* This box, and the other articles announced here, have not yet reachedC. Fourcroy.
|7| known to you. We diſcovered it in a place where there isno hevea, in the marſhes of the mountain of Javita, lat. 2° 5′,which are ſamous on account of the terrible ſerpents, of theboa kind, found in them.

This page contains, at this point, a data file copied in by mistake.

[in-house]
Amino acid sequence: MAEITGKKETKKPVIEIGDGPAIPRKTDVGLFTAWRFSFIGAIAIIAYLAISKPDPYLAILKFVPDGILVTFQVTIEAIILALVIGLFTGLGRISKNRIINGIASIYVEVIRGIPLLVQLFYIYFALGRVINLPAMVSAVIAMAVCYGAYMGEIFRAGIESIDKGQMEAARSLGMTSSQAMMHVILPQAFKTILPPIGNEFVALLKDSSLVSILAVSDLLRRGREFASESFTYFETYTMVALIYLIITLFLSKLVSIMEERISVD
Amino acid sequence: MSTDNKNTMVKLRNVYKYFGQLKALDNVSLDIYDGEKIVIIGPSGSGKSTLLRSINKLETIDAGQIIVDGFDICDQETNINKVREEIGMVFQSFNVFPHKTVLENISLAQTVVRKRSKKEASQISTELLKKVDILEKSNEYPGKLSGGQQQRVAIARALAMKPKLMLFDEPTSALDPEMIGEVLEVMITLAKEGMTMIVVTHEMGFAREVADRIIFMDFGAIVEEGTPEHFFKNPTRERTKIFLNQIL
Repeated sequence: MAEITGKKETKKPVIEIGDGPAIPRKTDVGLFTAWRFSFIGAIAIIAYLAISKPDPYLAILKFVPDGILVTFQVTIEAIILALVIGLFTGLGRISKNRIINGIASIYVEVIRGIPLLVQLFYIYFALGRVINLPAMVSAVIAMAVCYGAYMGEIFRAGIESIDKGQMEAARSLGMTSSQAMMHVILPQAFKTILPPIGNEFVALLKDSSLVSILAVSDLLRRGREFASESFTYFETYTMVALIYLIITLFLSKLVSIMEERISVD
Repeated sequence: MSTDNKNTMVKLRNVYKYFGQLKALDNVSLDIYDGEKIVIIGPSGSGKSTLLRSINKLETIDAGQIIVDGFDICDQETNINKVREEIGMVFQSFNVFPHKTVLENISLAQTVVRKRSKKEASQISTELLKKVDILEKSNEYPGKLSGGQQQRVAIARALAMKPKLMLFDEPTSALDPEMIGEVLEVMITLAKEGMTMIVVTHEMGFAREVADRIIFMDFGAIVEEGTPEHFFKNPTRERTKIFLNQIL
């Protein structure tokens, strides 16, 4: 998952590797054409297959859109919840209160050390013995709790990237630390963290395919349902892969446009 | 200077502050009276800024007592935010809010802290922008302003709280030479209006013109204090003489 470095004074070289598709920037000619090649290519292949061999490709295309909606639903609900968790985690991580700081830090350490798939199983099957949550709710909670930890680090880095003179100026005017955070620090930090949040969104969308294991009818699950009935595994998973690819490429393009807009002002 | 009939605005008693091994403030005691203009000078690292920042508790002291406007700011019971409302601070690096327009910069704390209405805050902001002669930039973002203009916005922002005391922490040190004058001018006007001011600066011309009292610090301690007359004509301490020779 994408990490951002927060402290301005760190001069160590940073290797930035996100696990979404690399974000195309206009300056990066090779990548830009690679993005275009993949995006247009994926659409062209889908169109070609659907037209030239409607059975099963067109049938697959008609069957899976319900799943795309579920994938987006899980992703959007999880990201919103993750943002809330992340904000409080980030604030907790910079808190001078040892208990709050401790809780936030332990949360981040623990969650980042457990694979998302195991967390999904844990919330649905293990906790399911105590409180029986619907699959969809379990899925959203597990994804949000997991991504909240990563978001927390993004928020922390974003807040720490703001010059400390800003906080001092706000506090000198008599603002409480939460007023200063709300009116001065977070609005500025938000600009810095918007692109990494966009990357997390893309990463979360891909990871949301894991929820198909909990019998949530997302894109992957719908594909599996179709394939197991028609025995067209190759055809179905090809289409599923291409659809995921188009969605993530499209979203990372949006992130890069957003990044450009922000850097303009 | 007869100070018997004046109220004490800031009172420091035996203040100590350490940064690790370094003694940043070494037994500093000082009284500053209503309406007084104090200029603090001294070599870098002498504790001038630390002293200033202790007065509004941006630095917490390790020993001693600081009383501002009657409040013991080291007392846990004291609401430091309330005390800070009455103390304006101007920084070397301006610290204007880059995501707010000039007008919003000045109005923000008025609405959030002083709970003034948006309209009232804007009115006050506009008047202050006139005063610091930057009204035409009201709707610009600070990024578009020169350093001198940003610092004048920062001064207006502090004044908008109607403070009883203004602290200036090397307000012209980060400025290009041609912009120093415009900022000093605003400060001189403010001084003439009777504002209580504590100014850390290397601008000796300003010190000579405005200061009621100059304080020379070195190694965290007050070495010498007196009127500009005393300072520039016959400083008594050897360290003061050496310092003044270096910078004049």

Among the Pormiſano and Paragini Indians we ſaw mu-ſical inſtruments made of the caoutehouc, and the inha-bitants told us they found it in the earth. The dapitche or zapir is really a ſpongy white maſs found under the roots oftwo trees, which appeared to us of a new genus, the jacio andthe curvana, and of which we ſhall one day give a deſcription.The juice of theſe trees is a very aqueous milk, but it appearsthat it is a malady in theſe trees to loſe the juice by the roots.This diſcharge cauſes the tree to periſh, and the milk coagu-lates in the moiſt earth, where it is preſerved from the con-tact of the air. I ſend you the dapitche itſelf, and a maſs ofcaoutchouc made from it, merely by expoſing it to heat ordiſſolving it over the fire. This production, and the milk ofthe cow, in your hands, will ſerve to throw new light on thisſubſtance, ſo curious in a phyſiological point of view. The leche de pindare, which is the dried milk of a pindar-tree, is a natural white varniſh. The Indians cover theirveſſels and tacuma with this milk when it is freſh. It driesſpeedily, and forms a very beautiful varniſh; but, unfortu-nately, it becomes yellow when dried in a large maſs; andit is in this ſtate that I ſend it to you. In regard to the earth of the Otomaquas, I muſt obſervethat this nation, ſo hideous by the paintings which disfiguretheir bodies, when the Orenoquo is very high, and they canfind no tortoiſes, for three months eat ſcarcely any thing buta kind of fat earth. There are ſome of them who eat apound and a half of it per day. Some of the monks aſſertthat they mix with it the fat of the tails of crocodiles: butthis is falſe. We found among the Otomaquas ſtores of thepure earth which they eat: they give it no other preparationthan that of burning it ſlightly, and rendering it moiſt. Itappears to me aſtoniſhing that people can be robuſt and eata pound and a half of earth daily, while we find that earthproduces a very pernicious effect among children. My ownexperiments on earths and their properties, however, giveme reaſon to ſuſpect that they may be nouriſhing; that is toſay, that they may act by affinities. I add for the muſæum, becauſe it has fallen into my hands,the ſmoking inſtrument of the Otomaquas, and a ſhirt of thePiroas, a neighbouring nation. This ſmoking inſtrument isnone of the ſmalleſt, as you will ſee. It is a kind of plate, |8| on which they place the raſped and rotten fruit of a mimoſa,mixed with ſalt and a little quick-lime. The Otomaquaholds the plate in one hand and in the other the tube, thetwo ends of which enter his noſtrils, that he may inhale thisſtimulating tobacco. This inſtrument has a hiſtorical in-tereſt: it is common only to the Otomaquas and the Ome-guas, two nations who at preſent are 300 leagues diſtantfrom each other, among whom Condamine ſaw it. It provesthat the Omeguas, who, according to an old tradition, camefrom Guaviara, may be deſcended from the Otomaquas, andthat the city of Manoa was ſeen by Phillip de Vure betweenMeta and Guaviara. Theſe facts are intereſting in regardto the origin of the fable of the Dorado. The ſhirt, which one of my people wore for a long time,is the bark of the tree called morima, without any preparation.You ſee that ſhirts grow upon trees in this country, and nearthe Dorado, where I found no mineral curioſities but talc anda little titanium. It has been impoſſible for us to arrange the ſeeds and plantsof the Rio-Nigro deſtined for Thouin, Juſſieu, and Desfon-taines, who will not altogether have forgotten me. We havevery uncommon things; for example, new kinds of befaria, new genera of palms; all which we ſhall ſoon diſpatch, andbe aſſured that we ſhall not loſe ſight of the intereſts of themuſæum. But alas! captain Baudin has ſet out, and we arehere! This is very hard and diſtreſſing. We ſhall perhapsfind him in the South Sea. I beg you will remember me to the reſpectable membersof the National Inſtitute: my reſpects to Berthollet, Chaptal, Vauquelin, Guyton, Juſſieu, Desfontaines, Halley, Delam-bre, Laplace, Cuvier. In the letter which I ſend to De-lambre I forgot an eclipſe, which I beg you will add to it. Immerſion of the 3d ſatellite on the 4th of October 1800,at Cumana, at 16 h. 59′ 36″ mean time. P. S. Repeat, I beg of you, my requeſt to the Board ofLongitude for the Connoiſſances des Tems. I regret thedeath of general Deſaix. What a loſs to the republic and allmankind!